PyKerberos was written by Apple as part of their open source Calendar and Contacts Server project. It is a pure C Python extension module that builds against MIT Kerberos V5 or Heimdal and is well tested on macOS and Linux. Though there were rumors of people getting PyKerberos to work on Windows, we could never figure out how they did it.
When we released MongoDB Enterprise 2.4 on March 19, 2013, the number of users that needed support for PyMongo on Windows with Kerberos authentication appeared to be exactly zero. On May 22, 2013, we released PyMongo 2.5 with support for Kerberos authentication on the platforms PyKerberos supported. By 2016, after multiple requests for Kerberos support on Windows and an aborted attempt to implement support using kerberos-sspi, we decided to write a new Python module. This module would support Kerberos authentication on Windows for PyMongo and any other Python project that needed it.
WinKerberos is a pure C Python extension module that supports Python 2.6, 2.7, and 3.3+. It provides most of the client API of PyKerberos, but using Microsoft's Security Support Provider Interface (SSPI) under the covers. PyMongo, Requests, and a few other projects use WinKerberos as the Kerberos provider on Windows. It is available on pypi as prebuilt binary wheels and can be installed with pip without a C compiler:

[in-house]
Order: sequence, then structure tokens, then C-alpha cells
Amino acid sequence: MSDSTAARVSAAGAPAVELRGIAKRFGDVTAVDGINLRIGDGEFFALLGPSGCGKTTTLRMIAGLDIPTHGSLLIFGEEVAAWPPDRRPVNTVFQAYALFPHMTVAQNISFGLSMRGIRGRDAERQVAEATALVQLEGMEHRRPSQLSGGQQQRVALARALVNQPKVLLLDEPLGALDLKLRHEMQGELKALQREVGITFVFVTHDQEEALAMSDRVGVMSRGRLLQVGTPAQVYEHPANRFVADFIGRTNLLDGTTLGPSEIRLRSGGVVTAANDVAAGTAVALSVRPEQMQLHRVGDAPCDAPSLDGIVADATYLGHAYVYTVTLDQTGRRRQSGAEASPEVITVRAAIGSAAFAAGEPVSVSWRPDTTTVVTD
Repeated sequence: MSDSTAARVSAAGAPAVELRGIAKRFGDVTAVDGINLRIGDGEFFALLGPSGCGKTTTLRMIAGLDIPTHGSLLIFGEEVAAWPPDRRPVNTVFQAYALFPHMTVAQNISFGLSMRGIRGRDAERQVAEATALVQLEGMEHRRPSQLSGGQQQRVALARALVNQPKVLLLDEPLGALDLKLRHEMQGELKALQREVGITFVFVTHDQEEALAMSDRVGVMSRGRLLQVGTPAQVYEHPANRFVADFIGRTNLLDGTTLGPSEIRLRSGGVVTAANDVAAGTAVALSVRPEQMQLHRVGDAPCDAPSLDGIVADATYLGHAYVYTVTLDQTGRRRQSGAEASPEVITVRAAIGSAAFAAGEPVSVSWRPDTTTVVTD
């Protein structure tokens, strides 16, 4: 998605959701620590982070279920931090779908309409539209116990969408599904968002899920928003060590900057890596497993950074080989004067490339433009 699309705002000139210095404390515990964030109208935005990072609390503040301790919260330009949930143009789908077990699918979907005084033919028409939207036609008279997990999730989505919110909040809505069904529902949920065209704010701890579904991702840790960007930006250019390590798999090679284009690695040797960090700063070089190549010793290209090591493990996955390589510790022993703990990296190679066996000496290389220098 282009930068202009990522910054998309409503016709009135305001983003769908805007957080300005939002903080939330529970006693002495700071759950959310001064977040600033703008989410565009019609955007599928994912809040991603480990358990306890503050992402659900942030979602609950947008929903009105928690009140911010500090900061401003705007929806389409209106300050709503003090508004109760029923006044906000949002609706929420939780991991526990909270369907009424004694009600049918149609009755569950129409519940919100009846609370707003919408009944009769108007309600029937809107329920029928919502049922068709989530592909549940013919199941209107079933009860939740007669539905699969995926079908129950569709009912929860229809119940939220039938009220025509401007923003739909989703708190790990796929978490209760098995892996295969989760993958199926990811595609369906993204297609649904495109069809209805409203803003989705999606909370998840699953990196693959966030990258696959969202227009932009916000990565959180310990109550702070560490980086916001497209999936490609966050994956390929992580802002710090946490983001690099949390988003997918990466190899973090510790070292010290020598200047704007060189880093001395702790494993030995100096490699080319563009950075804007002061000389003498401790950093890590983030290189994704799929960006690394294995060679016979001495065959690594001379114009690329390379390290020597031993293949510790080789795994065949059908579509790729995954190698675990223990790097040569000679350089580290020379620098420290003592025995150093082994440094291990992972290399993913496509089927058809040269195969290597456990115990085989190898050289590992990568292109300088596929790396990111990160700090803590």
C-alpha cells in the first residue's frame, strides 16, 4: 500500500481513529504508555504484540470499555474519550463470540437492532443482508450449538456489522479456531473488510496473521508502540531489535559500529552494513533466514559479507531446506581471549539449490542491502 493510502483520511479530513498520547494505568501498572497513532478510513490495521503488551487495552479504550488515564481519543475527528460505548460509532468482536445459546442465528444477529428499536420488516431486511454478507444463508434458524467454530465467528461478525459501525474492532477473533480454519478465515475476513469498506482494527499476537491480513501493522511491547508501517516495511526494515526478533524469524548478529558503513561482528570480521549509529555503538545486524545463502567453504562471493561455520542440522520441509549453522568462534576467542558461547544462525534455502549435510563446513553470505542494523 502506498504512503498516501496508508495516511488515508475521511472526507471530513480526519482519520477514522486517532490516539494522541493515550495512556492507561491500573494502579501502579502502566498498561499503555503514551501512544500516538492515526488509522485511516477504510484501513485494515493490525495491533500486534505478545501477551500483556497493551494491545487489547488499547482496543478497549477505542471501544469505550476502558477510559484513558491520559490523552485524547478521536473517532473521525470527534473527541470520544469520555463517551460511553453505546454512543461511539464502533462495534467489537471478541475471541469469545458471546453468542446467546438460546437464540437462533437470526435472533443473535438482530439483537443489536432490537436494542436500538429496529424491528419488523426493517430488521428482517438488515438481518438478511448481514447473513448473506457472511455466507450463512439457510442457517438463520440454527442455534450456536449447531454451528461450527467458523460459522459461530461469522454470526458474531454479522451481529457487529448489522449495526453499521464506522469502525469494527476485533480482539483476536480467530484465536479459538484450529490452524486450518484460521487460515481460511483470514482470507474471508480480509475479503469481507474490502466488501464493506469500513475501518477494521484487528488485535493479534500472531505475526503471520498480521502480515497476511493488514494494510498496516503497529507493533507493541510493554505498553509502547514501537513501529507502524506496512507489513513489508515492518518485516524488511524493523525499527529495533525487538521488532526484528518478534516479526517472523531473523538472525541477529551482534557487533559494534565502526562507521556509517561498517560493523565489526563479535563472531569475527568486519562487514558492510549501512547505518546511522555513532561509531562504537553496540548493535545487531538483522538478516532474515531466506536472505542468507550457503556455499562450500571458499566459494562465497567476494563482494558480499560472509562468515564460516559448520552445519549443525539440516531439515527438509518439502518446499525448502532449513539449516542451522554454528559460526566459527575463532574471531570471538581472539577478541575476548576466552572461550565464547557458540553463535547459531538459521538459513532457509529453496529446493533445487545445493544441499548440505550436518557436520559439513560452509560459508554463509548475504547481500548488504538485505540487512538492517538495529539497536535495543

python -m pip install winkerberos
To add Windows support to an existing application that uses PyKerberos for client authentication, change:
try: import winkerberos as kerberos except ImportError: import kerberos
If you need to implement Kerberos authentication from scratch in your application, the README provides an example implementation to use with WinKerberos or PyKerberos.
Help us improve WinKerberos
WinKerberos has implemented all of the features of PyKerberos that PyMongo needed since version 0.1. Since then, we have shipped six more releases adding support for features requested by the community, and patches from users adding support for SPNEGO and RFC 5929 Channel Bindings. As a reimplementation of PyKerberos for Windows, WinKerberos is still incomplete. It lacks some of PyKerberos' client-side functions, like changePassword and getServerPrincipalDetails, and doesn't implement any of the server API. If you would like to see these features in WinKerberos, or you are adding a new feature to PyKerberos that should also exist in WinKerberos, we happily accept patches from the community. If you find a bug in WinKerberos, or want to request a new feature, please file a ticket in the Github project.